How To Reset Your MySQL or MariaDB Root Password on Ubuntu 20.04

Updated on December 20, 2021

Software Engineer, CTO @Makimo

How To Reset Your MySQL or MariaDB Root Password on Ubuntu 20.04
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Ubuntu 20.04

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Forgot your database password? It happens to the best of us. If you’ve forgotten or lost the root password to your MySQL or MariaDB database, you can still gain access and reset the password if you have access to the server and a user account with sudo privileges.

This tutorial demonstrates how to reset the root password for MySQL and MariaDB databases installed with the apt package manager on Ubuntu 20.04. The procedure for changing the root password differs depending on whether you have MySQL or MariaDB installed and the default systemd configuration that ships with the distribution or packages from other vendors. While the instructions in this tutorial may work with other system or database server versions, they have been tested with Ubuntu 20.04 and distribution-supplied packages.

Note: On fresh Ubuntu 20.04 installations, the default MySQL or MariaDB configuration usually allows you to access the database (with full administrative privileges) without providing a password as long as you make the connection from the system’s root account. In this scenario, it may not be necessary to reset the password. Before you proceed with resetting your database root password, try to access the database with the sudo mysql command. Only if the default configuration for authentication was altered, and this results in an access denied error, follow the steps in this tutorial.


To recover your MySQL or MariaDB root password, you will need:

Note: Both database installation guides retain the default configuration for the database root account where a password is not needed to authenticate, as long as you can access the system’s root account. You can still follow this guide to set and verify a new password.

Step 1 — Identifying the Database Version and Stopping the Server

Ubuntu 20.04 runs either MySQL or MariaDB—a popular drop-in replacement that is fully compatible with MySQL. You’ll need to use different commands to recover the root password depending on which of these you have installed, so follow the steps in this section to determine which database server you’re running.

Check your version with the following command:

  1. mysql --version

If you’re running MariaDB, you’ll see “MariaDB” preceded by the version number in the output:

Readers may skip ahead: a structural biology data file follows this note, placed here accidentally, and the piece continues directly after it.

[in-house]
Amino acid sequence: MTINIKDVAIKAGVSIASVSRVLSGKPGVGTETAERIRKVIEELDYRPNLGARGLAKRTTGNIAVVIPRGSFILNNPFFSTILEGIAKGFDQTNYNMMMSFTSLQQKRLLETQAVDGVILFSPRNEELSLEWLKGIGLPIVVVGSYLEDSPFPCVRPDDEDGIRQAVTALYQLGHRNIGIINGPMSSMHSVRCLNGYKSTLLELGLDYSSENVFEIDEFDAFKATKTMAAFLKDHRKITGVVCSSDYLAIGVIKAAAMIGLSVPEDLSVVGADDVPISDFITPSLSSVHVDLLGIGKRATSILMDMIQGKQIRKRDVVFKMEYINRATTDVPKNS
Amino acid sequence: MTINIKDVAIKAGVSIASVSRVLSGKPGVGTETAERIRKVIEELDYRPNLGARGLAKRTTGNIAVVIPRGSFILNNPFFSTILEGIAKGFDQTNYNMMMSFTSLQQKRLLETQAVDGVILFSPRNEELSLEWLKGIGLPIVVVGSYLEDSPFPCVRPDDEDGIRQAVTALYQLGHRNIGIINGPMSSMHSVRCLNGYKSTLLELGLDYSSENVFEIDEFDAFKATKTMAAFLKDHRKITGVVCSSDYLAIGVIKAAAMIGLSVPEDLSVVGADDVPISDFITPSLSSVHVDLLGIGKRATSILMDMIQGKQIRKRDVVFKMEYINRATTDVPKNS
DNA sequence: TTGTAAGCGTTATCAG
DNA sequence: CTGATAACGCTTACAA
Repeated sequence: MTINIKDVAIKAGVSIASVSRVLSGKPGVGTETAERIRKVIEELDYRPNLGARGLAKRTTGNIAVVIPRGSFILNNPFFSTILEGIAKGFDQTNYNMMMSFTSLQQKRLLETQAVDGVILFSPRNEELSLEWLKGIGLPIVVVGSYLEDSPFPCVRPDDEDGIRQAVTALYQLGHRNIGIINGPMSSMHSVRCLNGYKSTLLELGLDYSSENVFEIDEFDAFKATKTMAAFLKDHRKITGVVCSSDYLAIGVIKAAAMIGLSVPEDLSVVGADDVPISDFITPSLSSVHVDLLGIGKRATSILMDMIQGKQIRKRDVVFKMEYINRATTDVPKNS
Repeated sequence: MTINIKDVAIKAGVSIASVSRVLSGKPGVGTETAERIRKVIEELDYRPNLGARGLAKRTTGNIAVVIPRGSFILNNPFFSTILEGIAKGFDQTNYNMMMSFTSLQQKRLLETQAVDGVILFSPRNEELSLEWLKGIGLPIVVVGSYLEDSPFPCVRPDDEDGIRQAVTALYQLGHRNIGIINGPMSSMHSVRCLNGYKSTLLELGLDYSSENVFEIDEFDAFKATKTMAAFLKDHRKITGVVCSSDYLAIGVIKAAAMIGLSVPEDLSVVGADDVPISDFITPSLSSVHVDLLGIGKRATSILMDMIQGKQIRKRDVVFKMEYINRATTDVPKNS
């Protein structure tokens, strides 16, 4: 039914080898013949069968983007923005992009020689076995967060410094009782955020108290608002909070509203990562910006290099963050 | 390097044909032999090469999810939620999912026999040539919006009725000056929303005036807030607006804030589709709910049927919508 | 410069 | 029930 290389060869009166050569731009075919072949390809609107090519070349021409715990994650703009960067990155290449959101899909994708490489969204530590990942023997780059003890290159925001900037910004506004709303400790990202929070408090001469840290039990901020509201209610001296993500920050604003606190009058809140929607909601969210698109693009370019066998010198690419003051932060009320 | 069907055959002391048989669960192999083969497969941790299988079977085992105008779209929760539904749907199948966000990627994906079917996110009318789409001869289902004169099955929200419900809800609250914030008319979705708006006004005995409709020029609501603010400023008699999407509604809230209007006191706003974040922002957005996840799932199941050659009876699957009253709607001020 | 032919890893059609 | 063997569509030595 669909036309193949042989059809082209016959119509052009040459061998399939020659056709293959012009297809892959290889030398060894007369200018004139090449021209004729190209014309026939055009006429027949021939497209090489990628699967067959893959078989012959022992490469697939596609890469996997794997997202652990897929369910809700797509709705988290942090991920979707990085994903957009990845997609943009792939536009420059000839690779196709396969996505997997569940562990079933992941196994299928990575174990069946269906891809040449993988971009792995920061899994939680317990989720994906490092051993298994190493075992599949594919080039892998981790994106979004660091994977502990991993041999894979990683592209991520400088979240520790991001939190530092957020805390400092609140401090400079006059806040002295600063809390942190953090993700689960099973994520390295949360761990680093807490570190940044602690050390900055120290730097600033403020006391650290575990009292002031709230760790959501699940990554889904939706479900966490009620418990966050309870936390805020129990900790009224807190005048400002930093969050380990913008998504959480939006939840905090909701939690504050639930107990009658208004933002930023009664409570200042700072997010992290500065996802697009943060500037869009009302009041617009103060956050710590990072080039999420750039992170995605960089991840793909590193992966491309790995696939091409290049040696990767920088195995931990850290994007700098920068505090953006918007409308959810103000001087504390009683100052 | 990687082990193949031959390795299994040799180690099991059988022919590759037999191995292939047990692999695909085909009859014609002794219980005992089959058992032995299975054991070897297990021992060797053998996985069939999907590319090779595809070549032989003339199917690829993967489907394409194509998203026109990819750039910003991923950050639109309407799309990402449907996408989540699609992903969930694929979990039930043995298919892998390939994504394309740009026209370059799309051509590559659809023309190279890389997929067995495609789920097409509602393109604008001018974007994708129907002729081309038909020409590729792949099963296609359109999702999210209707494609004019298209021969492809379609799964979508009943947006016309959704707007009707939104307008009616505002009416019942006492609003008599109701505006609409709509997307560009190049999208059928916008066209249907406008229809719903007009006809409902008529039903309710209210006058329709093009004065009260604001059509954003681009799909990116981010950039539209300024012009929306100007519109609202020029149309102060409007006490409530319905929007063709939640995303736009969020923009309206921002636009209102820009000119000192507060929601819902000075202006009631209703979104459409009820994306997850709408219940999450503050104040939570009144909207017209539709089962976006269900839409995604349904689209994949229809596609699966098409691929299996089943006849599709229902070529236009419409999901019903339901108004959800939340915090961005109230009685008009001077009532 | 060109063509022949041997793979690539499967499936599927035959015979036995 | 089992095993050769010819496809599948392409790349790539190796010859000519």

MariaDB output
mysql Ver 15.1 Distrib 10.3.25-MariaDB, for debian-linux-gnu (x86_64) using readline 5.2

You’ll see output like this if you’re running MySQL:

MySQL output
mysql Ver 8.0.22-0ubuntu0.20.04.3 for Linux on x86_64 ((Ubuntu))

Note the database you are running. This will determine the appropriate commands to follow in the rest of this tutorial.

In order to change the root password, you’ll need to shut down the database server. If you’re running MariaDB, you can do so with the following command:

  1. sudo systemctl stop mariadb

For MySQL, shut down the database server by running:

  1. sudo systemctl stop mysql

With the database stopped, you can restart it in safe mode to reset the root password.

Step 2 — Restarting the Database Server Without Permission Checks

Running MySQL and MariaDB without permission checking allows accessing the database command line with root privileges without providing a valid password. To do this, you need to stop the database from loading the grant tables, which store user privilege information. Since this is a bit of a security risk, you may also want to disable networking to prevent other clients from connecting to the temporarily vulnerable server.

Depending on which database server you’ve installed, the way of starting the server without loading the grant tables differs.

Configuring MariaDB to Start Without Grant Tables

In order to start the MariaDB server without the grant tables, we’ll use the systemd unit file to set additional parameters for the MariaDB server daemon.

Execute the following command, which sets the MYSQLD_OPTS environment variable used by MariaDB upon startup. The --skip-grant-tables and --skip-networking options tell MariaDB to start up without loading the grant tables or networking features:

  1. sudo systemctl set-environment MYSQLD_OPTS="--skip-grant-tables --skip-networking"

Then start the MariaDB server:

  1. sudo systemctl start mariadb

This command won’t produce any output, but it will restart the database server, taking into account the new environment variable settings.

You can ensure it started with sudo systemctl status mariadb.

Now you should be able to connect to the database as the MariaDB root user without supplying a password:

  1. sudo mysql -u root

You’ll immediately see a database shell prompt:

Now that you have access to the database server, you can change the root password as shown in Step 3.

Configuring MySQL to Start Without Grant Tables

In order to start the MySQL server without its grant tables, you’ll alter the systemd configuration for MySQL to pass additional command-line parameters to the server upon startup.

To do this, execute the following command:

  1. sudo systemctl edit mysql

This command will open a new file in the nano editor, which you’ll use to edit MySQL’s service overrides. These change the default service parameters for MySQL.

This file will be empty. Add the following content:

MySQL service overrides